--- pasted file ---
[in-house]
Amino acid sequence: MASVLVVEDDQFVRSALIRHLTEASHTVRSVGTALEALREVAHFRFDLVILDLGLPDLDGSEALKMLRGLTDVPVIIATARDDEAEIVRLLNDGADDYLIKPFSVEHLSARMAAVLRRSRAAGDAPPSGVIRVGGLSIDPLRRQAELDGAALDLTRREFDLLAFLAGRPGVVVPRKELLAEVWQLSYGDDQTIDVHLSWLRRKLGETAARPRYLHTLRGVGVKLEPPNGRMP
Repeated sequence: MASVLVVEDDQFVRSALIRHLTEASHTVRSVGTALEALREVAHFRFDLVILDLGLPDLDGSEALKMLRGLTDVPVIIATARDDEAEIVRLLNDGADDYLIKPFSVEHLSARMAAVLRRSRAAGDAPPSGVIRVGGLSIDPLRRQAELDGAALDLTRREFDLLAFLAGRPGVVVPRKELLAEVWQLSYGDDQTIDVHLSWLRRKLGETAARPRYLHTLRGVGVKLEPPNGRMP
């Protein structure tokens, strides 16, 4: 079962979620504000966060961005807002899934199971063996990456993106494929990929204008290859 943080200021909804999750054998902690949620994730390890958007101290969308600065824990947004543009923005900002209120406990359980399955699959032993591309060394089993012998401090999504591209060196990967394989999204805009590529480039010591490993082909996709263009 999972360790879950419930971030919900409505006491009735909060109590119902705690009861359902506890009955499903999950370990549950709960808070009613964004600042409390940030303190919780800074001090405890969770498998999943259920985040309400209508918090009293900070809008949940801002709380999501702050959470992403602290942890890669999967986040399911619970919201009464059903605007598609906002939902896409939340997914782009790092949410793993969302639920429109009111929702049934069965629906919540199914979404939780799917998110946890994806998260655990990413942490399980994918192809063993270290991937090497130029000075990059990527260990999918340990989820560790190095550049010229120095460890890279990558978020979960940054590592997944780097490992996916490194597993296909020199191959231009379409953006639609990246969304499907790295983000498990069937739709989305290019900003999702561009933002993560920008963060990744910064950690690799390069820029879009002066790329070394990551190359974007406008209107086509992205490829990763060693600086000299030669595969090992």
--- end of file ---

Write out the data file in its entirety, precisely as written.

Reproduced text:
[in-house]
Amino acid sequence: MASVLVVEDDQFVRSALIRHLTEASHTVRSVGTALEALREVAHFRFDLVILDLGLPDLDGSEALKMLRGLTDVPVIIATARDDEAEIVRLLNDGADDYLIKPFSVEHLSARMAAVLRRSRAAGDAPPSGVIRVGGLSIDPLRRQAELDGAALDLTRREFDLLAFLAGRPGVVVPRKELLAEVWQLSYGDDQTIDVHLSWLRRKLGETAARPRYLHTLRGVGVKLEPPNGRMP
Repeated sequence: MASVLVVEDDQFVRSALIRHLTEASHTVRSVGTALEALREVAHFRFDLVILDLGLPDLDGSEALKMLRGLTDVPVIIATARDDEAEIVRLLNDGADDYLIKPFSVEHLSARMAAVLRRSRAAGDAPPSGVIRVGGLSIDPLRRQAELDGAALDLTRREFDLLAFLAGRPGVVVPRKELLAEVWQLSYGDDQTIDVHLSWLRRKLGETAARPRYLHTLRGVGVKLEPPNGRMP
């Protein structure tokens, strides 16, 4: 079962979620504000966060961005807002899934199971063996990456993106494929990929204008290859 943080200021909804999750054998902690949620994730390890958007101290969308600065824990947004543009923005900002209120406990359980399955699959032993591309060394089993012998401090999504591209060196990967394989999204805009590529480039010591490993082909996709263009 999972360790879950419930971030919900409505006491009735909060109590119902705690009861359902506890009955499903999950370990549950709960808070009613964004600042409390940030303190919780800074001090405890969770498998999943259920985040309400209508918090009293900070809008949940801002709380999501702050959470992403602290942890890669999967986040399911619970919201009464059903605007598609906002939902896409939340997914782009790092949410793993969302639920429109009111929702049934069965629906919540199914979404939780799917998110946890994806998260655990990413942490399980994918192809063993270290991937090497130029000075990059990527260990999918340990989820560790190095550049010229120095460890890279990558978020979960940054590592997944780097490992996916490194597993296909020199191959231009379409953006639609990246969304499907790295983000498990069937739709989305290019900003999702561009933002993560920008963060990744910064950690690799390069820029879009002066790329070394990551190359974007406008209107086509992205490829990763060693600086000299030669595969090992």